Overall, it’s a good day for the British constitution – the Supreme Court has demonstrated both its independence from the Government and its multiplicity of legal opinion by delivering a majority verdict, split 8-3, that Parliament must legislate to trigger Article 50.
For some, the judgment takes on a vast and energising meaning that it doesn’t really merit. The Lib Dems, and other hardcore Remainers, dream that it will offer a chance of blocking Brexit. Some of the more excitable Leavers fear the very same.
In reality, as we have been predicting for some months, it doesn’t threaten Brexit one bit. The Commons will surely pass the Bill, aided by Tory commitment to honouring the referendum and Labour fear of a revolt among their voter base. The Lords are unlikely to try to block such a large democratic vote, given their own unelected status. If they did, Conservative MPs already mutter about deploying the Salisbury Convention to enforce the Conservative manifesto’s commitment to “honour the result of the referendum, whatever the outcome”. Douglas Carswell has even raised the possibility of the Government creating hundreds of new peers, if necessary, to force Article 50 through – effectively a repeat of George V’s threat which forced the passage of the People’s Budget in 1910. In short, we will still leave the EU.
Many have wondered why the Government chose to appeal the case in the first place. The fact that three of the Supreme Court’s members felt able to agree with the Government’s position suggests it was not entirely without legal merit, though that’s now by the by. More importantly the decision to appeal the High Court’s decision has paid some dividends, more by accident than ministerial design. The Supreme Court verdict actually aids Brexit by striking out two potential threats.
First, the judges have rejected the idea – touted by the court’s own Lady Hale among others – that the Brexit Bill would need to be long enough to replace the 1972 Act. In fact, it could be “very short indeed”:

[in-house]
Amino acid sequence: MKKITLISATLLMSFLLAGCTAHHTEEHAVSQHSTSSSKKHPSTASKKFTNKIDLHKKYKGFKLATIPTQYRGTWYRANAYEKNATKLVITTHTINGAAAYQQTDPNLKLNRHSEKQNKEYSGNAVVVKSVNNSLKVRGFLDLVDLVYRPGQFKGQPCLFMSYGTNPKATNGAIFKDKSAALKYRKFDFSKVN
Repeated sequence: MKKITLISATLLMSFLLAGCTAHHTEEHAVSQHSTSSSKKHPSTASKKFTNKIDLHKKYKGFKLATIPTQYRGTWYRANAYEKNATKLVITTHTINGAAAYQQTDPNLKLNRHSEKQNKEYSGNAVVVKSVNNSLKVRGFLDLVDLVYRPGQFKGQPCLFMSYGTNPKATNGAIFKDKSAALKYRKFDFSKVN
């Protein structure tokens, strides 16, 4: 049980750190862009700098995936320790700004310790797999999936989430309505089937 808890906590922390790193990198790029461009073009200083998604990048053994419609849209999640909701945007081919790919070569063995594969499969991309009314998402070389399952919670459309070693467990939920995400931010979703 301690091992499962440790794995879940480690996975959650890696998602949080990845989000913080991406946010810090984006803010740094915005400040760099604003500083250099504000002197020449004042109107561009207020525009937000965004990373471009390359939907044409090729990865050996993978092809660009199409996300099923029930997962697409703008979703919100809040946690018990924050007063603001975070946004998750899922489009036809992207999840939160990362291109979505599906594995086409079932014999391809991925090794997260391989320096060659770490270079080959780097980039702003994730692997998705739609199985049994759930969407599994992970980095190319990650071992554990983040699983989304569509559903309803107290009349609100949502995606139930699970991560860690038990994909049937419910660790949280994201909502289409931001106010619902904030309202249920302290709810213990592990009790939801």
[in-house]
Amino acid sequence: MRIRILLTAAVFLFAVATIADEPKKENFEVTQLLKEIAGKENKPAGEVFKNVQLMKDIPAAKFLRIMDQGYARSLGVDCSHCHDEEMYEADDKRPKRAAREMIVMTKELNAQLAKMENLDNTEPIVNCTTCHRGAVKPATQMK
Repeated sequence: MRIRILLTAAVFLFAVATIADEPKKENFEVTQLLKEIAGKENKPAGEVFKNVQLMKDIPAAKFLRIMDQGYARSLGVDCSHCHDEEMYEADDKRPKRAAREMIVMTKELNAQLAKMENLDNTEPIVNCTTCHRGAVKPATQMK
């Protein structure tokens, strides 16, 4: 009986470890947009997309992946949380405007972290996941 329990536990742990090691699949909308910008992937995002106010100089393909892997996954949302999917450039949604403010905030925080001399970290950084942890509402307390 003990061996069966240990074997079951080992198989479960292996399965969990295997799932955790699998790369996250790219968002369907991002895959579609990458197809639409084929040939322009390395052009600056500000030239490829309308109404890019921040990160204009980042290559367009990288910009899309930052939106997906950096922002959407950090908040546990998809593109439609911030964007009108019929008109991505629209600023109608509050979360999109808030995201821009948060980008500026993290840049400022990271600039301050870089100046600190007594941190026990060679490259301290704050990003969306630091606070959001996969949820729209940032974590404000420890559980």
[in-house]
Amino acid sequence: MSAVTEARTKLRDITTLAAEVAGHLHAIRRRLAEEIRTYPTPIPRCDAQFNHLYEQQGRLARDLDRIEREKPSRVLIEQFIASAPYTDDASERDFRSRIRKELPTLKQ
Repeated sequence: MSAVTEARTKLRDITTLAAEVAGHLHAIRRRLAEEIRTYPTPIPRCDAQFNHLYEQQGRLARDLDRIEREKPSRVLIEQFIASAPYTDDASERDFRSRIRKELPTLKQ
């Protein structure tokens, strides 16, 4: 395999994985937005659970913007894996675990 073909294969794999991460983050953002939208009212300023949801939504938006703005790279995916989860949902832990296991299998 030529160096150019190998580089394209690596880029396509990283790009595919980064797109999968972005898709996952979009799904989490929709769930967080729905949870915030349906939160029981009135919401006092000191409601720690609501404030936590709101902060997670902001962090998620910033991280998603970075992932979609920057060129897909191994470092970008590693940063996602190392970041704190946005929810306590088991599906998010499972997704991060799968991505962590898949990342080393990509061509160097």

“What form such legislation should take is entirely a matter for Parliament. But, in the light of a point made in oral argument, it is right to add that the fact that Parliament may decide to content itself with a very brief statute is nothing to the point. There is no equivalence between the constitutional importance of a statute, or any other document, and its length or complexity. A notice under article 50(2) could no doubt be very short indeed, but that would not undermine its momentous significance.”
The Government plans to introduce just such a short bill – and now the diehards who still want to keep us in the EU are denied the chance of another legal battle over the question of its length.
The Supreme Court also took the opportunity to demolish the argument that the devolved administrations in Cardiff, Holyrood and Stormont could wield a veto over Brexit:
“The Lord Advocate and the Counsel General for Wales were correct to acknowledge that the Scottish Parliament and the Welsh Assembly did not have a legal veto on the United Kingdom’s withdrawal from the European Union. Nor in our view has the Northern Ireland Assembly.”
Predictably, the SNP are now fuming and mumbling about the prospect of a new referendum or UDI. But then they seem to do so in response to any news, from the football results to the weather forecast, so that’s nothing new. What matters is that the Government is now free from the prospect of a legal case brought by Nicola Sturgeon in the middle of the Article 50 process.
Exactly what form the Brexit Bill will take won’t be known until at least David Davis’s statement in the Commons later today, and possibly later. In their pursuit of the slimmer and slimmer chances to frustrate the process, the remaining Remainers will no doubt seek opportunities to amend it. If reports in The Times are correct, however, Commons clerks have already warned the Opposition that amendments which seek to restrict the eventual terms of post-Brexit arrangements will be ruled out of order. Again the options for sticking a spanner in the works of Article 50 are reduced.
Today’s judgment is certainly interesting on a constitutional basis. It will sculpt the history of Brexit, to an extent, but it won’t prevent it from happening. And ultimately, it simply means that Parliament will vote to free our country from the European Union. That feels like an appropriate way to mark the success of a campaign to restore parliamentary sovereignty.